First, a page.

Cath Lab Spotlight

Saint Francis Heart Hospital

Jason L. Davis, RN, Cath Lab Team Leader, Richard Slagle, MD, Hospital Chief of Staff, Richard Lowry, MD Tulsa, Oklahoma
Jason L. Davis, RN, Cath Lab Team Leader, Richard Slagle, MD, Hospital Chief of Staff, Richard Lowry, MD Tulsa, Oklahoma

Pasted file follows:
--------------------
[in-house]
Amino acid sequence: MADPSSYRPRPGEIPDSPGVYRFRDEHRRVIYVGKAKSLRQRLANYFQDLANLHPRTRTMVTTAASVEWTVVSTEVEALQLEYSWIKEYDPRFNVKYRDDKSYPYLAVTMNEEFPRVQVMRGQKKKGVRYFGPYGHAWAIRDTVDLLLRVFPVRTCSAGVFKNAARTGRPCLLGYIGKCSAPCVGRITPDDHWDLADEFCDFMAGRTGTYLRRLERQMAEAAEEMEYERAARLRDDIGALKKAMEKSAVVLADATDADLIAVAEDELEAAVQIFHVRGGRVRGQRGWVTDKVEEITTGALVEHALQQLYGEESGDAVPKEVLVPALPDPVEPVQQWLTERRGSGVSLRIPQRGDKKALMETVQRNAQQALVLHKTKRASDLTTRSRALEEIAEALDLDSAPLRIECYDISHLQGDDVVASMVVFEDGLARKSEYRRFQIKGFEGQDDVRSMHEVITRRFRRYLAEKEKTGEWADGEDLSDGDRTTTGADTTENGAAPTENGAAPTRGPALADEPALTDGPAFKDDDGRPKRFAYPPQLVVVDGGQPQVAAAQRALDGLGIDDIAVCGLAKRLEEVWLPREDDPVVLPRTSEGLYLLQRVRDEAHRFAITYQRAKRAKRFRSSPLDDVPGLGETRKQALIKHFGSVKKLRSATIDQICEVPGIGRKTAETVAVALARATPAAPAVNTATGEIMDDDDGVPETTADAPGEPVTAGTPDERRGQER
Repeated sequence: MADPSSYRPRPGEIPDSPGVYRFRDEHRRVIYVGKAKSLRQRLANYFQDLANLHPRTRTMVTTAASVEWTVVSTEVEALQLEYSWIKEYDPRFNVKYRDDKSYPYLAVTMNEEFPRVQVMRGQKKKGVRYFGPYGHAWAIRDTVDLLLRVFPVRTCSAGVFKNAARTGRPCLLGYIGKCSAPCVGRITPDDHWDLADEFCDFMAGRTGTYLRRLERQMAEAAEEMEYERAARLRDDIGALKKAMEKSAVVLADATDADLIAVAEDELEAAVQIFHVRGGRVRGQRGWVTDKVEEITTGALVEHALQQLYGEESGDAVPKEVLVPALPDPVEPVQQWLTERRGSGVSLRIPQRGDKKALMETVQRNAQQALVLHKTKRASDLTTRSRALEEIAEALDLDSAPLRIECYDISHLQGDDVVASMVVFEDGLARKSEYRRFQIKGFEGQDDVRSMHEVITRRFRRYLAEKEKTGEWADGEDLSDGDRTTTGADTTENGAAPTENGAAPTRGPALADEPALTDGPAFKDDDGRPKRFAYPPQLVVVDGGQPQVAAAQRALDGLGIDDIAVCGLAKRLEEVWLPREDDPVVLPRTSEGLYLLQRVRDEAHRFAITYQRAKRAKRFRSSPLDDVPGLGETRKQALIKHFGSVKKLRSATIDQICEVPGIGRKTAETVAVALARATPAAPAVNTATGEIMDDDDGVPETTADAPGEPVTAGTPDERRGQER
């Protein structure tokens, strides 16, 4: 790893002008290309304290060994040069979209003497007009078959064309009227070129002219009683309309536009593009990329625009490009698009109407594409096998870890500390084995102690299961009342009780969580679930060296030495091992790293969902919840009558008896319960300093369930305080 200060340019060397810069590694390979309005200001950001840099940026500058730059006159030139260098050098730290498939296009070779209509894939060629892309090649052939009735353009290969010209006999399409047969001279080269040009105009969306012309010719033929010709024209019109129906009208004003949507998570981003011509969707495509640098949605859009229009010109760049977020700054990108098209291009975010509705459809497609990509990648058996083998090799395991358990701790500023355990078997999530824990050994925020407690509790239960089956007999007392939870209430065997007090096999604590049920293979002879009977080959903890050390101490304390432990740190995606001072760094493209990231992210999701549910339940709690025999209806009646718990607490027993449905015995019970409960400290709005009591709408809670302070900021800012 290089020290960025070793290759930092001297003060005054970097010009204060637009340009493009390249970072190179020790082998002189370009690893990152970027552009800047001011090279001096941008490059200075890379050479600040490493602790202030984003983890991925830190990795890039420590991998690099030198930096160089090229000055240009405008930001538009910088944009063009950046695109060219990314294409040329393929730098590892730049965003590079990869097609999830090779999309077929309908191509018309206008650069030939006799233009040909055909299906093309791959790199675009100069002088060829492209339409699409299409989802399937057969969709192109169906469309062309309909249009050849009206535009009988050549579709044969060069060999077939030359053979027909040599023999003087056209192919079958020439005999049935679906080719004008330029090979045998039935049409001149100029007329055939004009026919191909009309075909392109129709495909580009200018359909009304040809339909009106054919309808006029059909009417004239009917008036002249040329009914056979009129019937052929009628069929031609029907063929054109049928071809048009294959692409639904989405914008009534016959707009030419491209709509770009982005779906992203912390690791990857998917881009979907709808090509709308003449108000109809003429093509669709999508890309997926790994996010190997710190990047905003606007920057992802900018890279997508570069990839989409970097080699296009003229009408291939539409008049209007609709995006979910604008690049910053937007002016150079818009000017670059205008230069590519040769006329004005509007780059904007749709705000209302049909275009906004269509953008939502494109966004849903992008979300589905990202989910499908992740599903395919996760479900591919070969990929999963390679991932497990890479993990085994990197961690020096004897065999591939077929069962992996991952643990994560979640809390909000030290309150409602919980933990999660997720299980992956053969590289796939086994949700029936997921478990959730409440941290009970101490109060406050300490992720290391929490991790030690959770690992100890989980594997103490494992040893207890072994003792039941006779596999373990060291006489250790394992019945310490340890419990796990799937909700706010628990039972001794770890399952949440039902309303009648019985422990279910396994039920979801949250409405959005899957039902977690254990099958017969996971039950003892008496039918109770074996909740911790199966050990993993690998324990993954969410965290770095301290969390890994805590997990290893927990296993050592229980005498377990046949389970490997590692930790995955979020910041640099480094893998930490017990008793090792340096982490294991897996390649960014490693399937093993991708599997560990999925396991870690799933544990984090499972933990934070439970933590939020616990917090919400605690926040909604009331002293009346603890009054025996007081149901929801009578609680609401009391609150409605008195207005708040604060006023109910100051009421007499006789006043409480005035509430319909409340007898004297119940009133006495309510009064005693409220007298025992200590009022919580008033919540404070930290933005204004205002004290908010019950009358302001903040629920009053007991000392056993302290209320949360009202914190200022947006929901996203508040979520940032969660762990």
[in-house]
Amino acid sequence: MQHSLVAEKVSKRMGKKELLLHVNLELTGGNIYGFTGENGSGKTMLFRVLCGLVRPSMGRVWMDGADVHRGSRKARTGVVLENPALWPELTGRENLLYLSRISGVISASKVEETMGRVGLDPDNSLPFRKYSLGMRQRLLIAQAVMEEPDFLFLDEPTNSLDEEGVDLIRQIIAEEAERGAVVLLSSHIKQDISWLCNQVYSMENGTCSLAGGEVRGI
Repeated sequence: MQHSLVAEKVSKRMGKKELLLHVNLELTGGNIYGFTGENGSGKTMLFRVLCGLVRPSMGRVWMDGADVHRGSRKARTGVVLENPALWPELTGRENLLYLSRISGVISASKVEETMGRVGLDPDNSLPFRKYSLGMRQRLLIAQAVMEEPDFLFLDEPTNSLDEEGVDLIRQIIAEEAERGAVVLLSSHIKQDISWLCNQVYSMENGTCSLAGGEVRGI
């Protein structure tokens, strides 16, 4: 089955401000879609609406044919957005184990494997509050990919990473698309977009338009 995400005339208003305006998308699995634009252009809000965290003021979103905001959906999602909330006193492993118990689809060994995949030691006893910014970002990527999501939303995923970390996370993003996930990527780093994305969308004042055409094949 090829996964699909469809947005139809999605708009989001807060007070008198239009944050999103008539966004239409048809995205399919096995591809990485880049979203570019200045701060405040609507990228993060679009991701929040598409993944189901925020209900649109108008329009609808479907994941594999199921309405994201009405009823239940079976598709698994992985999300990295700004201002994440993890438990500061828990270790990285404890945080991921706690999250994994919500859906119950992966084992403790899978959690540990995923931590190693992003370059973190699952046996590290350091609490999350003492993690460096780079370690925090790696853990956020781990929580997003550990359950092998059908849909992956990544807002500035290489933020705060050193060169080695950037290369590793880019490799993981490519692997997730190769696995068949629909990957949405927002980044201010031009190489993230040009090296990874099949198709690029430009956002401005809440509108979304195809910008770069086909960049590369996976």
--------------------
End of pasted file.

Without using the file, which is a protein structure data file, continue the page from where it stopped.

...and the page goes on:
We have 18 full-time clinical staff, consisting of RNs, RT(R)s, and CVTs. The staff that are employed here all have significant amounts of interventional radiology, cath lab, and cardiology experience. The average experience for our staff is over five years in the lab. What type of procedures are performed at your facility? We perform everything from diagnostic heart caths to complex interventional cases. We have the AngioJet® (Possis Medical, Inc., Minneapolis, MN) and X-Sizer® thrombectomy system (ev3 Inc., Plymouth, MN). We use intra-aortic balloon pumps on many of our ST-elevation myocardial infarction (STEMI) and surgery patients. We have had quite a great deal of growth in carotid angiography. We are looking to add carotid stenting at our facility in the future. We perform a fair number of peripheral interventions. The SilverHawk atherectomy catheter (FoxHollow Technologies, Menlo Park, CA) is one that we are using quite often for our peripheral work. Also, we perform abdominal aortic aneurysm (AAA) stent grafting. Electrophysiology procedures are also included in our cath lab program. We perform permanent pacemaker, defibrillator, and bi-ventricular device implantations, as well as electrophysiology studies and basic ablations. Has your cath lab recently expanded in size and patient volume, or will it be in the near future? Our lab opened in April of 2004, so we are still ramping up this phase of our business. We are averaging 300 cath and peripheral procedures per month. Additionally, we average 30 device implants per month. We do have space to expand by another lab as our cath lab reaches capacity. Does your cath lab perform primary angioplasty with surgical backup? We have surgical services in-house. They are on call and available within 30 minutes. What procedures do you perform on an outpatient basis? We have a lab solely dedicated to outpatient procedures. We perform diagnostic heart caths, diagnostic peripheral studies, and basic peripheral interventions as outpatients. We also perform our pacemaker and defibrillator generator changes as outpatients. What percentage of your patients are female? Forty percent of the patients we see are female. What percentage of your diagnostic cath patients go on to have an interventional procedure? Approximately 30% of our diagnostic cases undergo interventional work. Who manages your cath lab? Jason Davis, RN, manages the cath lab. He came to us with an extensive cardiac background. The cath lab reports to the clinical services branch of the hospital. The physicians are actively involved in the day-to-day workings of the lab and all major decisions are routed through the proper committees. Do you have cross-training? Who scrubs, who circulates and who monitors? We do have cross-training in our lab. All CVTs and RTs are expected to be able to scrub and monitor. The nurses are required to learn one other role in the cath lab within one year of hire. Only nurses can circulate in the lab. Does an RT (radiologic technologist) have to be present in the room for all fluoroscopic procedures in your cath lab? RTs do not have to be present for fluoro to be used. Which personnel can operate the x-ray equipment (position the II, pan the table, change angles, step on the fluoro pedal) in your cath lab? The scrub tech can position the II, pan the table, and step on the fluoro pedal. This is all done under physician supervision. What disciplines (physician and non-physician) are involved in peripheral interventions? Only interventional cardiologists currently perform these in our facility. All core cath lab staff are expected to work in peripheral cases as well. How did you begin performing peripheral procedures? Several of the interventional cardiologists had peripheral training in their programs of study. Those physicians then trained some of our other interventional cardiologists in peripheral work. What specific equipment was instituted and/or dedicated towards peripheral cases above and beyond what is used for coronary cases? We have a specific lab designed for peripheral work. It has a GE Innova 4100 x-ray system (Waukesha, WI) that has the large field of view and bolus-chasing DSA. The lab is also set up to be used as an operating suite for the endograft procedures we also perform. This room has its own sub sterile room, full surgical lighting, and all necessary anesthesia equipment available. The GE Innova system is configured to be flexible in positioning and allows easy access to the patient and for anesthesia if needed. How is inventory management handled for the peripheral equipment? Our peripheral inventory is managed by one of our experienced peripheral technologists. She does a great job keeping the supply organized and current. We have several large rolling carts on which we keep our balloons and stents, according to size. We use GE’s Centricity Data Management System (DMS) to handle our inventory organization. We have worked to limit the number of vendors used in that lab in order to better utilize space and gain better pricing. What training was instituted so staff could be competent and skilled? Several of the technologists and nurses we hired had extensive peripheral vascular experience. They have become very good resources for training the other staff. It is important to have the staff keep current with in-services from the device companies and reading journals with the latest studies from both the cardiovascular and peripheral world. We schedule one to two CE-approved programs per month for our staff. Did your facility need to make any changes to the imaging equipment to accommodate peripheral procedures? Only one of our labs has DSA (Digital Subtraction Angiography) capabilities. All four of the other labs can be used for peripheral work, provided the physician does not want to use DSA. We had to load a special program on our GE LC2350 x-ray systems to improve image quality by decreasing burnout on peripheral cases. Do you average any overtime per pay period? We are a busy lab and do average our fair share of overtime. The goal at this facility is to get the patient into the lab as soon possible to prevent any potentially life-threatening complications. We average approximately four hours of overtime per pay period. Does your lab have a clinical ladder? We do not currently have a clinical ladder, though we are looking to implement one in the future that is based on national certifications such as the Registered Cardiovascular Invasive Specialist (RCIS) or Radiologic Technologist - Cardiovascular [RT(R)(CV)]. What are some of the new equipment, devices and products introduced at your lab lately? We have started using the X-Sizer catheter system as a manual thrombectomy device. We have achieved nice results with this device. It can be used for both cardiac and peripheral work. Additionally, we have started with the power pulse system for use with our AngioJet, using Retavase (PDL BioPharma, Inc., Fremont, CA) to assist in opening some stubbornly blocked vessels. We have also added the Rotablator (Boston Scientific, Maple Grove, MN) and Galaxy2 Intravascular Ultrasound (IVUS) devices (Boston Scientific) recently. Can you describe the systems you utilize and how they work in cath lab daily life? This is an area in which our hospital really shines. We are an all-digital environment. Everything is completed electronically and there is no paper chart. Everything consents, lab work, ECGs, etc., is automatically populated in the chart. We use the GE MacLab hemodynamic system to document during the case. As we complete the case, all the information is exported to GE’s Data Management System (DMS). The DMS system completes the report of the procedure, replacing the physician’s need for a dictated report. DMS also submits the charges and reports to the billing and coding departments. All images from the procedure are immediately available in the charting system, which is of great value for patient education. Physicians and staff can show the patient exactly what was found during the procedure. What other modalities do you use to verify stenosis? Are you using physiology for lesion assessment? We have recently obtained the Boston Scientific Galaxy2 IVUS system to help verify stenosis. Physicians and staff have taken quickly to this technology, though we have used this on less than 5% of our interventional cases. We are not currently using physiological assessments to verify stenosis though we may be going this route in the future. How is coding and coding education handled in your lab? How is coding communication handled with the billing dept.? The procedure receives the appropriate codes in DMS as they are entered into the MacLab by the monitor tech. The codes are confirmed in DMS and then are placed on the patient’s bill. The business office and Health Information Management (HIM) departments attend to the coding after the procedures are entered in the cath lab. How does your lab handle hemostasis? We utilize a mixture of hemostasis methods at this facility. If manual pressure is ordered, either the daypatient or inpatient unit performs it when the patient returns from the lab. Cath Lab personnel handle all closure devices. We do not have a specific recovery unit. We use the D-Stat Dry patch from Vascular Solutions (Minneapolis, MN) for a majority of our patients. We had previously used a closure device for over 50% of our patients. We performed a month-long evaluation of patients receiving catheterizations at our institution, containing both diagnostic and interventional studies that included anticoagulation. We involved all staff in pulling lines and the cathing physicians in the evaluation. We compared Angio-Seal (St. Jude Medical, Minnetonka, MN), SyvekPatch (Marine Polymer Technologies, Inc., Danvers, MA), Chitoseal (Abbott Vascular Devices, Redwood City, CA), Perclose (Abbott Vascular Devices, Redwood City, CA), and Vascular Solutions’ D-Stat Dry Patch. The evaluation showed an overall decrease in hematoma rates of 1% with major groin complications (pseudoaneurysms and retroperitoneal bleeds) also dropping significantly. We selected the D-Stat Dry patch as our hemostatic method of choice. Through this process, we have also saved the hospital over $20,000.00 per month. (Editor’s note: This evaluation is currently being written up for submission to Cath Lab Digest). Does your lab have a hematoma management policy? We do have a hematoma management policy. All hematomas are reported to both the performance improvement department and the cath lab. The circumstances of each case are then investigated by the cath lab to try to determine any potential causes. How is inventory managed at your cath lab? Who handles the purchasing of equipment and supplies? Inventory is managed with our GE DMS system. We have a technologist that works with the coronary product inventory, one with the peripheral inventory, and one who is responsible for the electrophysiology inventory. We have a product workgroup at this hospital that evaluates any new products brought to the hospital that affect more than one department. For cath lab-only devices and products, we have several of our key physician partners evaluate the device and then come to a joint decision with management whether to purchase the device or product. Have you had any cath lab-related complications in the past year requiring emergent cardiac surgery? We have had one emergency where the left main was dissected while trying to pass a stent into the circumflex artery. The patient was sent to emergent bypass surgery and suffered no long-term effects. What measures has your cath lab implemented in order to cut or contain costs? We have evaluated the inventory on hand and have limited equipment and supplies to items routinely used. As mentioned, we did a comprehensive evaluation of arterial closure methods and found that by using the D-Stat hemostatic bandage, we saved several thousand dollars, with an actual decrease in hemostasis complications. What type of quality control/quality assurance measures are practiced in your cath lab? The cath lab tracks all problems with the groin site and follows up to see if there was anything that could have been done to prevent the complication. We also have implemented some performance improvement (PI) recommendations for our device implants to insure that we remain free of infections in our department. How does your cath lab compete for patients? Has your institution formed an alliance with others in the area? We are partially owned by the Saint Francis Health System, a large regional healthcare system, but have no connections with that facility other than the fact that our physicians practice at both facilities. We have cultivated a strong connection with many of the outlying facilities and do receive many of our cases from them. A majority of our STEMI patients are transferred to our facility. We market our facility by letting the community know that we are the hospital that specializes in cardiac care. Our outstanding performance in our treatment of STEMI patients has also been a useful marketing tool. How are new employees oriented and trained at your facility? All new employees attend a weeklong hospital orientation. Not only do they learn the policies and procedures of the hospital, but also they receive the computer training they need to work in our digital environment. Nurses are required to have RN licensure and experience in cardiac nursing. RTs are required to have ARRT licensure and cath lab or interventional radiology experience. CVTs do not have specific licensure but must have an extensive cardiac background. New staff are then assigned an experienced preceptor that handles the day-to-day cath lab orientation. What type of continuing education opportunities are provided to staff members? Basic Life Support (BLS) and Advanced Cardiac Life Support (ACLS) are required of all staff members working in the cath lab. This is provided by our facility. Recently, our facility received the ability to give American Association of Critical Care Nurses Continuing Education credits for all of our critical care classes. Additionally, we have staff attend continuing education training inservices put on by vendors in the area. How do you handle vendor visits to your lab? Vendors must schedule a time to visit the lab. We do not allow representatives in the procedure areas unless actively involved with a case. Vendors must check in with the hospital front desk before being brought back to the cath lab. Routinely, representatives are expected to wait in the break room and catch staff and physicians between cases. Does your cath lab do electives on weekends and or holidays? We do not routinely perform elective cases on weekends or holidays. In the past, if a physician wanted to perform an elective case over the weekend, he or she would call the cath lab staff on call to schedule a time that worked with everyone’s schedule. How is staff competency evaluated? New staff members are placed with a personal preceptor upon starting in the cath lab. We have developed a competency form that must be completed before the new members can perform cases on their own. Annual skills fairs are held to ensure that staff remains competent. How does your lab handle call time for staff members? Cath lab staff are expected to take call. Call averages to approximately one day per week and one weekend out of six. There has to be one RN and two technologists on call. For the technologists, it can be any two technologists (an RT does not necessarily have to be on call). We do not have multiple shifts. We do have the call team flex and come in an hour and a half later. We have an assigned crew every day that stays and helps finish up the late cases for the day. What trends do you see emerging at your facility in the practice of invasive cardiology? With this new hospital, we have seen the treatment of STEMI patients improve greatly. We have streamlined the process in getting those patients to the lab as soon as possible. In our unannounced STEMI patients arriving at our hospital, our door-to-balloon time is 79 minutes. Where our hospital really shines is with our known STEMI patients. The arrival-to-balloon time with these patients is 29 minutes. I have personally seen cases where the door-to-balloon time is just over 10 minutes. As a result, we have had limited incidents of cardiogenic shock with our STEMI patients. By focusing on primary percutaneous coronary intervention (PCI), our mortality with STEMI patients has been outstanding. The latest numbers show a mortality of 2.8%, a marked decrease over the national average of 5.6%. Has your lab has undergone a JCAHO inspection in the past three years? We did undergo our first JCAHO inspection last year and received no deficiencies or recommendations. Where is your cath lab located in relation to the OR department, ER, and radiology departments? Being a newly designed and built hospital, we had a large amount of input in the design. The OR department and laboratory are across the hall from the cath lab. The ER and radiology are on the same floor as the cath lab and only a few steps past the OR. This is important when moving the critical patients from one area to another to decrease wait time. Please tell the readers what you consider unique or innovative about your cath lab and its staff. Our greatest innovation is our prompt treatment of cardiac patients. The hospital was designed from the ground up to treat those patients as quickly and safely as possible. Our prompt treatment of STEMI patients has shown a significant decrease in mortality in our STEMI patients. The treatment at Saint Francis, from admission to discharge, has shown all involved with the patient care that we are going about this the right way. Is there a problem or challenge your lab has faced? The nursing shortage has hit us very hard as of late. It has been difficult to find qualified applicants and retain the staff that we have. We have instituted sign-on and retention bonuses, but as in other areas, those are no longer attracting the candidates they once did. We have resorted to a hiring agency and traveling nurses to fill some of the openings in staffing. What’s special about your city or general regional area in comparison to the rest of the U.S.? How does it affect your cath lab culture? While Tulsa is a large city, it still retains its small-town charm. We have numerous connections to the rural communities that surround the area. We have used these towns in our business development to ramp up our numbers while carving out our niche in the Tulsa market. The Society of Invasive Cardiovascular Professionals (SICP) has added two questions to our spotlight: 1. Do you require your clinical staff members to take the registry exam for Registered Cardiovascular Invasive Specialist (RCIS)? Does staff receive an incentive bonus or raise upon passing the exam? We currently do not require any staff to have their RCIS registry. We are looking at implementing a clinical ladder for staff that does achieve this registry. There would be a financial incentive to those staff that have their RCIS. 2. Are your clinical and/or managerial team members involved with any professional organizations that support the invasive cardiology service line, such as the SICP, ACVP, or regional organizations? Several of the clinical staff and the cath lab manager are members of the SICP. We are still ramping up the membership drive in the cath lab. Jason Davis can be contacted at